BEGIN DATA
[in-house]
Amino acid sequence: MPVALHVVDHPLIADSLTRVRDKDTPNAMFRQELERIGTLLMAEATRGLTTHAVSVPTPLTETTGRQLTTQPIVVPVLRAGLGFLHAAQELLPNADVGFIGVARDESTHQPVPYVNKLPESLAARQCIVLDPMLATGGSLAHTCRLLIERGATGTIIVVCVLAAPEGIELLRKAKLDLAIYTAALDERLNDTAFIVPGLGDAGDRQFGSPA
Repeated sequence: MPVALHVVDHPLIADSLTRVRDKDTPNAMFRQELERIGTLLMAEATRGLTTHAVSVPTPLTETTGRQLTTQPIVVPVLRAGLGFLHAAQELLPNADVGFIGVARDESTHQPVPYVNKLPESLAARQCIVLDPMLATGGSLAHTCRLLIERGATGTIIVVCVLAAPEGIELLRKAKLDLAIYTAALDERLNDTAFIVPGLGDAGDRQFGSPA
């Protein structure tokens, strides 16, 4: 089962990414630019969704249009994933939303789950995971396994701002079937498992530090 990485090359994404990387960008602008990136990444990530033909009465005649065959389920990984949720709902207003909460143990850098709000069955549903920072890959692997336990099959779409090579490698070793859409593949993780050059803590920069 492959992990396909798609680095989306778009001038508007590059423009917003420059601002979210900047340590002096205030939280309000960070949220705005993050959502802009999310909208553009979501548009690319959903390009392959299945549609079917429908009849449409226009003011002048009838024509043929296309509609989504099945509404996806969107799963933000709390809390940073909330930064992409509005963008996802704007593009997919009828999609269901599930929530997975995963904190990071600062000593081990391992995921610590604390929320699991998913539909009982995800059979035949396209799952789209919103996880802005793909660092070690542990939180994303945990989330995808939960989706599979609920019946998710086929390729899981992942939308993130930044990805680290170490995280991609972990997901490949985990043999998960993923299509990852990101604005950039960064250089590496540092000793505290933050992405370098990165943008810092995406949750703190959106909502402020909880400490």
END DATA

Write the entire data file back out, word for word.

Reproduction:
[in-house]
Amino acid sequence: MPVALHVVDHPLIADSLTRVRDKDTPNAMFRQELERIGTLLMAEATRGLTTHAVSVPTPLTETTGRQLTTQPIVVPVLRAGLGFLHAAQELLPNADVGFIGVARDESTHQPVPYVNKLPESLAARQCIVLDPMLATGGSLAHTCRLLIERGATGTIIVVCVLAAPEGIELLRKAKLDLAIYTAALDERLNDTAFIVPGLGDAGDRQFGSPA
Repeated sequence: MPVALHVVDHPLIADSLTRVRDKDTPNAMFRQELERIGTLLMAEATRGLTTHAVSVPTPLTETTGRQLTTQPIVVPVLRAGLGFLHAAQELLPNADVGFIGVARDESTHQPVPYVNKLPESLAARQCIVLDPMLATGGSLAHTCRLLIERGATGTIIVVCVLAAPEGIELLRKAKLDLAIYTAALDERLNDTAFIVPGLGDAGDRQFGSPA
């Protein structure tokens, strides 16, 4: 089962990414630019969704249009994933939303789950995971396994701002079937498992530090 990485090359994404990387960008602008990136990444990530033909009465005649065959389920990984949720709902207003909460143990850098709000069955549903920072890959692997336990099959779409090579490698070793859409593949993780050059803590920069 492959992990396909798609680095989306778009001038508007590059423009917003420059601002979210900047340590002096205030939280309000960070949220705005993050959502802009999310909208553009979501548009690319959903390009392959299945549609079917429908009849449409226009003011002048009838024509043929296309509609989504099945509404996806969107799963933000709390809390940073909330930064992409509005963008996802704007593009997919009828999609269901599930929530997975995963904190990071600062000593081990391992995921610590604390929320699991998913539909009982995800059979035949396209799952789209919103996880802005793909660092070690542990939180994303945990989330995808939960989706599979609920019946998710086929390729899981992942939308993130930044990805680290170490995280991609972990997901490949985990043999998960993923299509990852990101604005950039960064250089590496540092000793505290933050992405370098990165943008810092995406949750703190959106909502402020909880400490």